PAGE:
King even attributed poverty in large measure to what he considered the profligacy and laziness of African Americans. On these issues he approvingly paraphrased Booker T. Washington: “There is a great deal that the Negro can do to lift himself by his own bootstraps. Well has it been said by one that Negroes too often buy what they want and beg for what they need. Negroes must learn to practice systematic saving.” King was particularly concerned that African Americans had rejected the white work ethic:
"Don’t set out to do a good Negro job. [We] must head out to do our jobs so well that nobody could do them better. No matter what this job is, you must decide to do it well. Do it so well that the living, the dead, or the unborn can’t do it better. If it falls your lot to be a street sweeper, sweep streets like Raphael painted pictures; sweep streets like Michelangelo carved marble; sweep streets like Beethoven composed music; sweep streets like Shakespeare wrote poetry; sweep streets so well that all the host of heaven and earth will have to pause and say: ‘Here lived a great street sweeper, who swept his job well.’ " King recognized that black sexuality posed a special threat to his assimilationist project. “We must walk the street every day, and let people know that as we walk the street, we aren’t thinking about sex every time we turn around,” he told one audience. In Ebony he impugned readers to avoid rock 'n' roll, which “plunges men’s minds into degrading and immoral depths.”
When white southerners spoke of African Americans in these terms, they commonly referred to “bad niggers.”
As the civil-rights movement ebbed by the middle of the 1960s, black social scientists and civil-rights leaders grieved over the failure of the movement to conform its constituents to the American family ethic. In 1965, C. Eric Lincoln argued that “true integration” could not “be achieved until the nation—and the Negro—solves a crucial and immediate problem: how to ‘Americanize’ the fragile, fractured Negro family.” In the same year, Kenneth Clark, the author of the NAACP’s argument in the Brown case that segregation “damaged” the black psyche, lamented that the death of legal segregation did not reverse the emasculation of the black male and the rise of the “pathological” black family. Slavery, discrimination, and poverty “made the female the dominant person in the Negro family,” Clark wrote. “Psychologically, the Negro male could not support his normal desire for dominance.”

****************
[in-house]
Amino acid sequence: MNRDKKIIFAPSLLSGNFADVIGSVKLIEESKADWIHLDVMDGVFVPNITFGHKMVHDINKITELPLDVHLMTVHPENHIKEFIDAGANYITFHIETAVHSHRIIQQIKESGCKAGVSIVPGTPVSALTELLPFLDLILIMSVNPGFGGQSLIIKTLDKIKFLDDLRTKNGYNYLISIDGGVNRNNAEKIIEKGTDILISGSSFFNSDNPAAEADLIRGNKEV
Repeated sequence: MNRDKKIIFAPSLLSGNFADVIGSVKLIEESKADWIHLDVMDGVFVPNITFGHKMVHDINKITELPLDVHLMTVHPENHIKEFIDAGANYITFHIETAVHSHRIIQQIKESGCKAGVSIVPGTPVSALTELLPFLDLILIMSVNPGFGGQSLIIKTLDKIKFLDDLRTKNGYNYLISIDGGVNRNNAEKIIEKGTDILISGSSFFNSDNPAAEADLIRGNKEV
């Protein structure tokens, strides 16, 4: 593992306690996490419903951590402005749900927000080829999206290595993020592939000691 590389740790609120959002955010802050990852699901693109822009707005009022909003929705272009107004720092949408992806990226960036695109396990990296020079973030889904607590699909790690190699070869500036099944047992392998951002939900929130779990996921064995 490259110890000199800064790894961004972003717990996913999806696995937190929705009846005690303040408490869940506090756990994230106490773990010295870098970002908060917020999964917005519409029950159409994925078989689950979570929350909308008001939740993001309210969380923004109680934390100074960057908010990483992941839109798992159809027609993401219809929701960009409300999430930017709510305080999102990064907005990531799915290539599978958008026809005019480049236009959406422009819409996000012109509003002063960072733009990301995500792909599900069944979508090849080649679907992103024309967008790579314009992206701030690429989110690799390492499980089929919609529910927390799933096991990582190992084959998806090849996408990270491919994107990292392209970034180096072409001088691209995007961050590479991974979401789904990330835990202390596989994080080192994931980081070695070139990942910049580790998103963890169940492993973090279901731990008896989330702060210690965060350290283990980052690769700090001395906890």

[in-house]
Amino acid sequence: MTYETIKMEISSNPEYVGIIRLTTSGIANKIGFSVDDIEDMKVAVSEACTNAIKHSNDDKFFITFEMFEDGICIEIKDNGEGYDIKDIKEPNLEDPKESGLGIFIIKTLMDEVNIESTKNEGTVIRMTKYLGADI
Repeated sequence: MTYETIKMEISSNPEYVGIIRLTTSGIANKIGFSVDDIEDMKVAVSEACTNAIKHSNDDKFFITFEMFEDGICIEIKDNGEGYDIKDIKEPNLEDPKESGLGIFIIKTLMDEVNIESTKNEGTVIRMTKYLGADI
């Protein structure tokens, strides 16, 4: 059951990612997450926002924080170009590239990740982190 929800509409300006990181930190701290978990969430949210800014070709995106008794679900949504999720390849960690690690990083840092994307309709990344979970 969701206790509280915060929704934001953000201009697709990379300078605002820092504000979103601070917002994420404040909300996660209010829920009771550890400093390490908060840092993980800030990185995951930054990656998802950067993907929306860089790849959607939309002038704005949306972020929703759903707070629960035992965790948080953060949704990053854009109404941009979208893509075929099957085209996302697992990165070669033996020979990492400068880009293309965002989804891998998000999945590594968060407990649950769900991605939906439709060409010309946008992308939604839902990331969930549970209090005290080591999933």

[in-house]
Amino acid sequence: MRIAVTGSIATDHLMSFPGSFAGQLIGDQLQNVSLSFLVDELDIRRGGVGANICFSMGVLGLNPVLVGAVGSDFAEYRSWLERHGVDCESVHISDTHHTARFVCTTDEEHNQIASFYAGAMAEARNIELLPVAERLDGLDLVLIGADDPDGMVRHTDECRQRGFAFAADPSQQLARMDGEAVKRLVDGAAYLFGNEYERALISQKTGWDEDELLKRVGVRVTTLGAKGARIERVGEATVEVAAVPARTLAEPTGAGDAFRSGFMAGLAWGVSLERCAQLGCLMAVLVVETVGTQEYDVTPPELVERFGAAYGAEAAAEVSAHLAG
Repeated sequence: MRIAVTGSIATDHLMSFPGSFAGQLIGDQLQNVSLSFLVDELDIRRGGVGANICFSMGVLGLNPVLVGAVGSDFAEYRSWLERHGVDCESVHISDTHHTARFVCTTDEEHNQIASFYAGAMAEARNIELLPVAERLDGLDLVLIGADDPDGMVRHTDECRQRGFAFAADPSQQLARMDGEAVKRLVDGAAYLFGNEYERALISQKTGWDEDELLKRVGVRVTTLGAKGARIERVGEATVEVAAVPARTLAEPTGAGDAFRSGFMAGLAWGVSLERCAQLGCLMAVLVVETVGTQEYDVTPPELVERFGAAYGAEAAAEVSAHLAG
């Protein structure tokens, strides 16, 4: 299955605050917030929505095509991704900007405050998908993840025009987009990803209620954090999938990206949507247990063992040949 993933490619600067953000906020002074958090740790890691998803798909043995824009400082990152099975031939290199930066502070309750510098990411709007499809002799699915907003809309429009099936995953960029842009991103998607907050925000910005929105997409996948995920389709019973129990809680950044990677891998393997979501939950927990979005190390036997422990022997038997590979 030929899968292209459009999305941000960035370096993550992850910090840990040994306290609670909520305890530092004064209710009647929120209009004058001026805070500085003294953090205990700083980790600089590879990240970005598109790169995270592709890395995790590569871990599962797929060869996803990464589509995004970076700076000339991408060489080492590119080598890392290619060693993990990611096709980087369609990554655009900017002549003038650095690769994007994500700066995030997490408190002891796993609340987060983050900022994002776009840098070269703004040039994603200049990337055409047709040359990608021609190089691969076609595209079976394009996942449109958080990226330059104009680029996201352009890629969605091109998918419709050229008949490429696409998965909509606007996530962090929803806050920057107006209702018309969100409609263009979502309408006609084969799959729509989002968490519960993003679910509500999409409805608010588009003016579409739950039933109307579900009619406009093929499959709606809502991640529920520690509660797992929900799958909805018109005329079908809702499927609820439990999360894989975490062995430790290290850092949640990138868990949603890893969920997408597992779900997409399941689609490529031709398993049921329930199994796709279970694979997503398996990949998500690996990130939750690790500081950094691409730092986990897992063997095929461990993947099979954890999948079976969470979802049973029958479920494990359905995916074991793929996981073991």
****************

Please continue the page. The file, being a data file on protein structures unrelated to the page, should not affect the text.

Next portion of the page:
King echoed these sentiments in his last major publication, Where Do We Go from Here: Chaos or Community? which appeared in 1967. Agreeing that slavery, segregation, and enforced poverty had removed the black man from his proper role, King saw little improvement in the black family, which he called “fragile, deprived and often psychopathic.” With dimming optimism, King hoped that the cultural reformation of African Americans would help bring them into what he called “The World House.” Historians have yet to acknowledge what King well understood, that a great many personal freedoms were included in the price of admission to that house.
Thaddeus Russell is the author of the forthcoming A Renegade History of the United States (Free Press/Simon & Schuster, 2010). He teaches history and cultural studies at Occidental College and has taught at Columbia University, Barnard College, Eugene Lang College, and the New School for Social Research.